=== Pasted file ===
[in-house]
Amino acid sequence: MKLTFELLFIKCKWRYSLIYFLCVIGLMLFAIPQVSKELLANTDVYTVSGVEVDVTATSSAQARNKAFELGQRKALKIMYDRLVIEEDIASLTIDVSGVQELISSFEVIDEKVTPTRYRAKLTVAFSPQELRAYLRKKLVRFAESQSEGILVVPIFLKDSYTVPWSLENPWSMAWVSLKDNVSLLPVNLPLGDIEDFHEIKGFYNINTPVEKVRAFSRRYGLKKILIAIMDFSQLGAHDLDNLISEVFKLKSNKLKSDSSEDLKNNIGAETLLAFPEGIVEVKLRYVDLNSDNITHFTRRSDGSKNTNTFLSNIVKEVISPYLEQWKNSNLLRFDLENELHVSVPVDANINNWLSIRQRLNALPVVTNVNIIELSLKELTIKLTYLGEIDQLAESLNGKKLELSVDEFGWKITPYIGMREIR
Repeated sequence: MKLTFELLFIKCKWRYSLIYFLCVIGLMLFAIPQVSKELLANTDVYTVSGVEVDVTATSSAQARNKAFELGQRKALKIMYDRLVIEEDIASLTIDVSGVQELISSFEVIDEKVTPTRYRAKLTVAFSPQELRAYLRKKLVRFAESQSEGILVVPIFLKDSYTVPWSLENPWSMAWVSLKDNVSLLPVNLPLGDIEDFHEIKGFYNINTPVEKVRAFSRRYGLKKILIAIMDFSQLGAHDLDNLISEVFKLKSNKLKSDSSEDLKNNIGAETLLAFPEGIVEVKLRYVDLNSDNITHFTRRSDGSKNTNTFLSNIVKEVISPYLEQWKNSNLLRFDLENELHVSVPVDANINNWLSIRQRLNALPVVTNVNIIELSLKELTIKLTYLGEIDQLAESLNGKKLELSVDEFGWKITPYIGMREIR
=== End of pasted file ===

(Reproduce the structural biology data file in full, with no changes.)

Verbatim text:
[in-house]
Amino acid sequence: MKLTFELLFIKCKWRYSLIYFLCVIGLMLFAIPQVSKELLANTDVYTVSGVEVDVTATSSAQARNKAFELGQRKALKIMYDRLVIEEDIASLTIDVSGVQELISSFEVIDEKVTPTRYRAKLTVAFSPQELRAYLRKKLVRFAESQSEGILVVPIFLKDSYTVPWSLENPWSMAWVSLKDNVSLLPVNLPLGDIEDFHEIKGFYNINTPVEKVRAFSRRYGLKKILIAIMDFSQLGAHDLDNLISEVFKLKSNKLKSDSSEDLKNNIGAETLLAFPEGIVEVKLRYVDLNSDNITHFTRRSDGSKNTNTFLSNIVKEVISPYLEQWKNSNLLRFDLENELHVSVPVDANINNWLSIRQRLNALPVVTNVNIIELSLKELTIKLTYLGEIDQLAESLNGKKLELSVDEFGWKITPYIGMREIR
Repeated sequence: MKLTFELLFIKCKWRYSLIYFLCVIGLMLFAIPQVSKELLANTDVYTVSGVEVDVTATSSAQARNKAFELGQRKALKIMYDRLVIEEDIASLTIDVSGVQELISSFEVIDEKVTPTRYRAKLTVAFSPQELRAYLRKKLVRFAESQSEGILVVPIFLKDSYTVPWSLENPWSMAWVSLKDNVSLLPVNLPLGDIEDFHEIKGFYNINTPVEKVRAFSRRYGLKKILIAIMDFSQLGAHDLDNLISEVFKLKSNKLKSDSSEDLKNNIGAETLLAFPEGIVEVKLRYVDLNSDNITHFTRRSDGSKNTNTFLSNIVKEVISPYLEQWKNSNLLRFDLENELHVSVPVDANINNWLSIRQRLNALPVVTNVNIIELSLKELTIKLTYLGEIDQLAESLNGKKLELSVDEFGWKITPYIGMREIR